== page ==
I recently purchased a new Windows 8 Box (see this article) and decided I wanted to make a bootable cloned drive. Being old school I went to work using the cloning software I had on hand and I immediately noticed something different in the drive partitions. The free software I was using was not getting the job done; and the drive, after the cloning process, did not boot. My tech instinct told me I was missing out on something and went to work researching terms I was seeing, such as GPT and UEFI.

I had been out of the field for nearly 7 years, have kept up with things (more as a hobby), but was not real familiar with the new GPT and UEFI terms that I was seeing. I had heard of the terms, but really did not pay any attention to them. Besides I always was a more of a software guy than a hardware guy (so it really did not hit high on my priority list, until now).

I soon discovered that all Windows 8 machines nowadays support the new GPT and UEFI ; AND, that it is real important to know what GPT and UEFI are when you get into the hardware side of a Windows 8 based computer.

In real simple terms GPT is the new replacement for MBR – Master Boot Record and UEFI is the new replacement for the BIOS – Basic Input/Output System.

To define GPT and UEFI in more complex terms (and to get a full understanding), I went to Wikipedia for a definition and found two really good articles that will bring this all together.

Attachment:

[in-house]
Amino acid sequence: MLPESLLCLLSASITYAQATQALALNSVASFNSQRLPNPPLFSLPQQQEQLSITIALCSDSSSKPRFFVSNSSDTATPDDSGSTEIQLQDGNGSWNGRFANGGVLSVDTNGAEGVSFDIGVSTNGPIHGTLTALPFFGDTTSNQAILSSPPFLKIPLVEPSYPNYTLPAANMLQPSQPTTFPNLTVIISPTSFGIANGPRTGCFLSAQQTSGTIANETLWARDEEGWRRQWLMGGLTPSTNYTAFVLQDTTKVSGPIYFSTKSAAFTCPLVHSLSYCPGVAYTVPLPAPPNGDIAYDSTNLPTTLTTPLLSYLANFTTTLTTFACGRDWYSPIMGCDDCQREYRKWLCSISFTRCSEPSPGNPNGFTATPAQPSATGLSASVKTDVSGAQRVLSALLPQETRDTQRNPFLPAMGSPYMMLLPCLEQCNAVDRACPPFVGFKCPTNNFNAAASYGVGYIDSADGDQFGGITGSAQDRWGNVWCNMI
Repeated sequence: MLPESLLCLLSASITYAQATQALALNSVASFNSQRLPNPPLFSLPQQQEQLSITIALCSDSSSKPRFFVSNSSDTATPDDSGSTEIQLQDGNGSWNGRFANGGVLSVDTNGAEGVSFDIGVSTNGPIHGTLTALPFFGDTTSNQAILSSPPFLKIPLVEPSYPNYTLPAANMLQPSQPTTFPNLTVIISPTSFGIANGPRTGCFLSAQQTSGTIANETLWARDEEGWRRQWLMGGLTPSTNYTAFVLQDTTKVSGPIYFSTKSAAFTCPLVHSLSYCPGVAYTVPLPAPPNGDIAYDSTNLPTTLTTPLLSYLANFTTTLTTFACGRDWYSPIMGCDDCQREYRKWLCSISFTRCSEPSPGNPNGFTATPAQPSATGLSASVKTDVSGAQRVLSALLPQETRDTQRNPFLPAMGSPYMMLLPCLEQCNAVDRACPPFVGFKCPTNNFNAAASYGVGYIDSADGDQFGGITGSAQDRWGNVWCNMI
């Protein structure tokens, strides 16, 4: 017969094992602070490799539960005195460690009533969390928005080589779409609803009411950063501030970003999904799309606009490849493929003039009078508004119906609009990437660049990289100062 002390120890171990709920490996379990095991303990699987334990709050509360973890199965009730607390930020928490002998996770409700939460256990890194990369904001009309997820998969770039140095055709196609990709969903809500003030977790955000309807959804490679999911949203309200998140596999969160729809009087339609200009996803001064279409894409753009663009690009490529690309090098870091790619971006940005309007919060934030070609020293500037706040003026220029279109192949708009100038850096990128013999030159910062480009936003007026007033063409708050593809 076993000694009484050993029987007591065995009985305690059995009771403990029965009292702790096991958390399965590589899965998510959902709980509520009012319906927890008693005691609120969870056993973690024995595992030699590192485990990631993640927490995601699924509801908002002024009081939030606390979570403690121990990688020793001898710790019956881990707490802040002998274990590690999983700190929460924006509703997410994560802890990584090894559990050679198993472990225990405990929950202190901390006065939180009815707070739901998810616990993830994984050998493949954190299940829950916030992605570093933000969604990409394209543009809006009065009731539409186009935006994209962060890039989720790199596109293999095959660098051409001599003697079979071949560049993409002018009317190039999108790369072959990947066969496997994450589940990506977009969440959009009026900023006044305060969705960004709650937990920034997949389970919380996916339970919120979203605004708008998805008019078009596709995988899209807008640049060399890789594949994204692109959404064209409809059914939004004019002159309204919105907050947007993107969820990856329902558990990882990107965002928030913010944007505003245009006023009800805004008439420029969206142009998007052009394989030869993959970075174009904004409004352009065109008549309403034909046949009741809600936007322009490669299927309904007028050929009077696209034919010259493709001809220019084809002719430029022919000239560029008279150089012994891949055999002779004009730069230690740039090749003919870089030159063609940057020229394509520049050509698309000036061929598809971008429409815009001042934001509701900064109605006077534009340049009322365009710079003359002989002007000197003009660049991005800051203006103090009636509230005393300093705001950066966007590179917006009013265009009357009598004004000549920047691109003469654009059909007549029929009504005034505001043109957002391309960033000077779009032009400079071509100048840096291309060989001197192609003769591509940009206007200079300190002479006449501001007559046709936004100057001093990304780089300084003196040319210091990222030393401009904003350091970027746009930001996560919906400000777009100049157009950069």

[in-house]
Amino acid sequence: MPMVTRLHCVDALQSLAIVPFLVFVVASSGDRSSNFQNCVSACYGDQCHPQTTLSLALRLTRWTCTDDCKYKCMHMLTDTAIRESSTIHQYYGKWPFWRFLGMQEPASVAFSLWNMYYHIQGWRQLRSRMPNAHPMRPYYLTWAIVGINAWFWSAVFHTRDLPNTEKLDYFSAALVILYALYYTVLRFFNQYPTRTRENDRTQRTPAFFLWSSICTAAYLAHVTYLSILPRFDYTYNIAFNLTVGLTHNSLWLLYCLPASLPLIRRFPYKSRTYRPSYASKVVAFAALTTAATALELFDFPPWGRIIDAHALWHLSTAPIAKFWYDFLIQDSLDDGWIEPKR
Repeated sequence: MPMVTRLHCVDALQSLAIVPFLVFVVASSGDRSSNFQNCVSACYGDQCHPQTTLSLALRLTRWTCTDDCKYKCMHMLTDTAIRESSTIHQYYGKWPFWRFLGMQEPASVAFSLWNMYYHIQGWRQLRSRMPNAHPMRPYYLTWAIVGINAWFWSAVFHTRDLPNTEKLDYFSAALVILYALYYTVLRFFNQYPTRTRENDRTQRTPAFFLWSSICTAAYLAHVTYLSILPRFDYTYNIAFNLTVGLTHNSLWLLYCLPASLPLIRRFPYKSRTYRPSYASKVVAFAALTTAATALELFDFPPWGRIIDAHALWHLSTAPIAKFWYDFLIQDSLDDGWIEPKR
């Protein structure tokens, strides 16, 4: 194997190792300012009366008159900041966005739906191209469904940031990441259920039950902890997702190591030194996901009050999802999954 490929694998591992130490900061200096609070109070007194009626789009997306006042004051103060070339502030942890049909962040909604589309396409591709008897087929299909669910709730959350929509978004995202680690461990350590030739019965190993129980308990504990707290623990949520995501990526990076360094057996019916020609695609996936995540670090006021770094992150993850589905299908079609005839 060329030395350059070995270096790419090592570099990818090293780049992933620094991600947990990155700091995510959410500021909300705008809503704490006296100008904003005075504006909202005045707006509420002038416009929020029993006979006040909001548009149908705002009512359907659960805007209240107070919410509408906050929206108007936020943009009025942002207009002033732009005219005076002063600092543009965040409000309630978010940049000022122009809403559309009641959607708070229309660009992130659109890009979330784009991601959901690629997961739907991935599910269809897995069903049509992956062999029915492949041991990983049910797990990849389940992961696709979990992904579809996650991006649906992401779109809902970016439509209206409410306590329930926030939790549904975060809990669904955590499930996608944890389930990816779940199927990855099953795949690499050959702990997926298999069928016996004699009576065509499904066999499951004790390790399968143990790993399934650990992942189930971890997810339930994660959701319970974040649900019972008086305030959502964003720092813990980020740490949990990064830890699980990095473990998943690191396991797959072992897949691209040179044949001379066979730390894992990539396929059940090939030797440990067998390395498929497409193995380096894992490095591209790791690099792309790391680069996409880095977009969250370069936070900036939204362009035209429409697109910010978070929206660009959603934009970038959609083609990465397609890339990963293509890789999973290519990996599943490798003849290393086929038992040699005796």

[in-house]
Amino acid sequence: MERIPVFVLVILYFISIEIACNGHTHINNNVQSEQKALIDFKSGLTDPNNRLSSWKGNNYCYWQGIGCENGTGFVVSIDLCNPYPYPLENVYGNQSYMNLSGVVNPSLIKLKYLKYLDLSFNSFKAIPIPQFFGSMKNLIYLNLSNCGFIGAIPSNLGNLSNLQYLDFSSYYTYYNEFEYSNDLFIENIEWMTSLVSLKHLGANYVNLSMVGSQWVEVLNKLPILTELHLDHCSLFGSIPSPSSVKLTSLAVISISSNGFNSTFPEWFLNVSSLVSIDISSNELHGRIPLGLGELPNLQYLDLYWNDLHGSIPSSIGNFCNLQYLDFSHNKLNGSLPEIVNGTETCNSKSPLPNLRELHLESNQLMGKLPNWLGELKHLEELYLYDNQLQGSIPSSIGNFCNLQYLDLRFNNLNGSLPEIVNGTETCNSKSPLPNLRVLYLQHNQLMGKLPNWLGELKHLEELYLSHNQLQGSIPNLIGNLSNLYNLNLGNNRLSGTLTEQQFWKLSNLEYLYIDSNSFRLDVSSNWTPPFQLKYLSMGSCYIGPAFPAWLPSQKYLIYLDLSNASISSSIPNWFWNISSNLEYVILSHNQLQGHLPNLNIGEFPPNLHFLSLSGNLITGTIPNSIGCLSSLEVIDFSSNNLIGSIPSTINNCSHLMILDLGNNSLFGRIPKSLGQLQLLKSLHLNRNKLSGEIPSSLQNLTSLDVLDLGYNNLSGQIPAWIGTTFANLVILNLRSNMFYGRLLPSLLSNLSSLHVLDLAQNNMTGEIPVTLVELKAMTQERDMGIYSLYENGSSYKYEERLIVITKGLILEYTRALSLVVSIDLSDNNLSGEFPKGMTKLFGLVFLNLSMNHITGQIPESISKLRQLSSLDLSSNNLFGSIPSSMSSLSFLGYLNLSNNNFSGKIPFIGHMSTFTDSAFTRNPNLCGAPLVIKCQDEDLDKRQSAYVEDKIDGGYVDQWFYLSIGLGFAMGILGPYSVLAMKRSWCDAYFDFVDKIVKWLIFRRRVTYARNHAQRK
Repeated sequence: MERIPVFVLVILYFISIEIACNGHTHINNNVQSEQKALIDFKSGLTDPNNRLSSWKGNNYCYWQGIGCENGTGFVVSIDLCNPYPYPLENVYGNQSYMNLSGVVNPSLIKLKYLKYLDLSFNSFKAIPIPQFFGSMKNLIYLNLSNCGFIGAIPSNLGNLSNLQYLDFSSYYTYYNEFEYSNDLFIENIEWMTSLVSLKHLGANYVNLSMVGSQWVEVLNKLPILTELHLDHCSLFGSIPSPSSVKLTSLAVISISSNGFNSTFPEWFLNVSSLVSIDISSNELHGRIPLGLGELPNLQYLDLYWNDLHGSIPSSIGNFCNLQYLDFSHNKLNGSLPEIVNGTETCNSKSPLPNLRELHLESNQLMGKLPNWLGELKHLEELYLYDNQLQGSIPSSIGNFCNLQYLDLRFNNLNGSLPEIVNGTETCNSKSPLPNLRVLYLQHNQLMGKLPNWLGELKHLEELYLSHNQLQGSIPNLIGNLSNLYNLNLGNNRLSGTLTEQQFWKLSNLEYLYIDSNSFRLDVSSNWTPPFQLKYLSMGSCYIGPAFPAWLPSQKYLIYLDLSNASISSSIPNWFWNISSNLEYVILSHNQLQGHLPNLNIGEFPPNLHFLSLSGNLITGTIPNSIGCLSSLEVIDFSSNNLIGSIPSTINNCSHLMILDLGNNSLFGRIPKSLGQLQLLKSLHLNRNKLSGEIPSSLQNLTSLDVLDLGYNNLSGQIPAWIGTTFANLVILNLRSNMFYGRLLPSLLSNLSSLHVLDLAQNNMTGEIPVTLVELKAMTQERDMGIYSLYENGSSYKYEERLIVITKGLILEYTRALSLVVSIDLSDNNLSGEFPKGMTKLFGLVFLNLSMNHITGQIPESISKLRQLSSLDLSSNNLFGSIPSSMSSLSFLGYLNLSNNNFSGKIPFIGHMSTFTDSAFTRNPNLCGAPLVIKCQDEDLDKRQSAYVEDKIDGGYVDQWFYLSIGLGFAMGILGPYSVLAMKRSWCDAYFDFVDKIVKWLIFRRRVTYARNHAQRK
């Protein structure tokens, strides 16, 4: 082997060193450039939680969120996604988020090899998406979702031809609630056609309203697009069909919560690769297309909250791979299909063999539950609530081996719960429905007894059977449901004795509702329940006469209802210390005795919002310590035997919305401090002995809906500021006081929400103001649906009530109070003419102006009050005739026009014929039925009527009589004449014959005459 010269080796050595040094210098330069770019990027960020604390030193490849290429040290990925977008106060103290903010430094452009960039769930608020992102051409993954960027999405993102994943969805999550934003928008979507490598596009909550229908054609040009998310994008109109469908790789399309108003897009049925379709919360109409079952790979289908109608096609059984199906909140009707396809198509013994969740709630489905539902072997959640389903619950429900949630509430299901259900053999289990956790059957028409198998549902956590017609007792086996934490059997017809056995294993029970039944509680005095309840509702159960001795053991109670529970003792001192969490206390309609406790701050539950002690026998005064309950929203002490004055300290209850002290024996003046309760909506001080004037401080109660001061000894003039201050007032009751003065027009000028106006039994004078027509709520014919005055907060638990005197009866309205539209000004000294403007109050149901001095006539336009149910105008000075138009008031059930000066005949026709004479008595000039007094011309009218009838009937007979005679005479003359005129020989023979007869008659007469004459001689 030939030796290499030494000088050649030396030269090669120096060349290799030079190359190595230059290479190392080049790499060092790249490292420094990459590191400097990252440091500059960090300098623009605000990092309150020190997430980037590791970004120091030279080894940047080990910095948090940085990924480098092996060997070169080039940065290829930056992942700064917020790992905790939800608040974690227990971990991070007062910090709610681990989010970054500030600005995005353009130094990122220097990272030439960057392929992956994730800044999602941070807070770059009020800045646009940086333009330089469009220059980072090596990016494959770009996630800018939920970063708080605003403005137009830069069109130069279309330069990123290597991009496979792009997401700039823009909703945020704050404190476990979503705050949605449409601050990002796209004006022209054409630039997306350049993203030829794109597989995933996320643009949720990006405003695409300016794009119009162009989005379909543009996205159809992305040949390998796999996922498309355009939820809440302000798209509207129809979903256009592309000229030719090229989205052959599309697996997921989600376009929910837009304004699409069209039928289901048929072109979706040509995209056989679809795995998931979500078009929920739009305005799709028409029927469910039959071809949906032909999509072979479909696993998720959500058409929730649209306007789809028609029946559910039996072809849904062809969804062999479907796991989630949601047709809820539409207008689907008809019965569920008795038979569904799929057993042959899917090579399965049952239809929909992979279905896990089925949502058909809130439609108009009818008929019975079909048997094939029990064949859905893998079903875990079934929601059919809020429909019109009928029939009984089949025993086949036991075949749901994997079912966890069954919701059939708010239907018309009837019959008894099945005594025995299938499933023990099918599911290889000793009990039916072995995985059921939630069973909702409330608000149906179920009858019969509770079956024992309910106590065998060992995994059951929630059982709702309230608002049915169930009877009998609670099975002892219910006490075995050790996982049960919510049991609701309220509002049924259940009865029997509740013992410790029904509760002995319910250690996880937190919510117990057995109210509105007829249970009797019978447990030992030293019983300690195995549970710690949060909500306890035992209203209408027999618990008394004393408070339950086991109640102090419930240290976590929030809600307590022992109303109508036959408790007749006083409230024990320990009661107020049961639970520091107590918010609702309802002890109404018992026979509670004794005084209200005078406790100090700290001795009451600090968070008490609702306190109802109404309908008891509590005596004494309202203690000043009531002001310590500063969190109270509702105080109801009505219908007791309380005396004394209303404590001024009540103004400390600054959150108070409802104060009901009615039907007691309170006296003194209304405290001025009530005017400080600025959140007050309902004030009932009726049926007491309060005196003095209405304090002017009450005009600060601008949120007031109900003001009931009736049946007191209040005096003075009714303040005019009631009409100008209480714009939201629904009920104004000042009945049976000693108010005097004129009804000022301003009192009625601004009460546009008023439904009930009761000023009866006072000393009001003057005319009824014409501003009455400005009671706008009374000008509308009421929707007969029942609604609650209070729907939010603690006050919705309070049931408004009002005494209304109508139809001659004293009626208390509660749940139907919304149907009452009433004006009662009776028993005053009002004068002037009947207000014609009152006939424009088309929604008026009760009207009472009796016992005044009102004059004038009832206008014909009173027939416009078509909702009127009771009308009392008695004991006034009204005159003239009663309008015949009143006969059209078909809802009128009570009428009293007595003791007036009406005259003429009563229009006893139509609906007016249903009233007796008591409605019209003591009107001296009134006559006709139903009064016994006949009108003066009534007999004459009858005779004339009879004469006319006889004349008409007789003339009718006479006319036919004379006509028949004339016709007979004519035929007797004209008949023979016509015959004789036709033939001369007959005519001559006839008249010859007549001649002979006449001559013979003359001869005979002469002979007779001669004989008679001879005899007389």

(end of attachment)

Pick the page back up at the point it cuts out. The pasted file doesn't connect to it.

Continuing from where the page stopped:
GUID Partition Table (GPT) is a standard for the layout of the partition table on a physical hard disk, using globally unique identifiers (GUID). Although it forms a part of the Unified Extensible Firmware Interface (UEFI) standard (Unified EFI Forum proposed replacement for the PC BIOS)…  source: wikipedia:GUID Partition Table 

If you read this article “What’s the Difference Between GPT and MBR When Partitioning a Drive?” you will see that MBR is old school and GPT is new school… source: How-To Geek

If you read this article “UEFI boot: how does that actually work, then?” you will see where the author adamantly is telling us UEFI and BIOS are two completely different beasts. This article in my opinion really nails down all of this stuff to the point where I found a lot of what I had been reading was off base due to people using the terminology incorrectly.

You do not have a ‘UEFI BIOS’. No-one has a ‘UEFI BIOS’. Please don’t ever say ‘UEFI BIOS’. BIOS is not a generic term for all PC firmware, it is a particular type of PC firmware. Your computer has a firmware. If it’s an IBM PC compatible computer, it’s almost certainly either a BIOS or a UEFI firmware… source: AdamW on Linux and more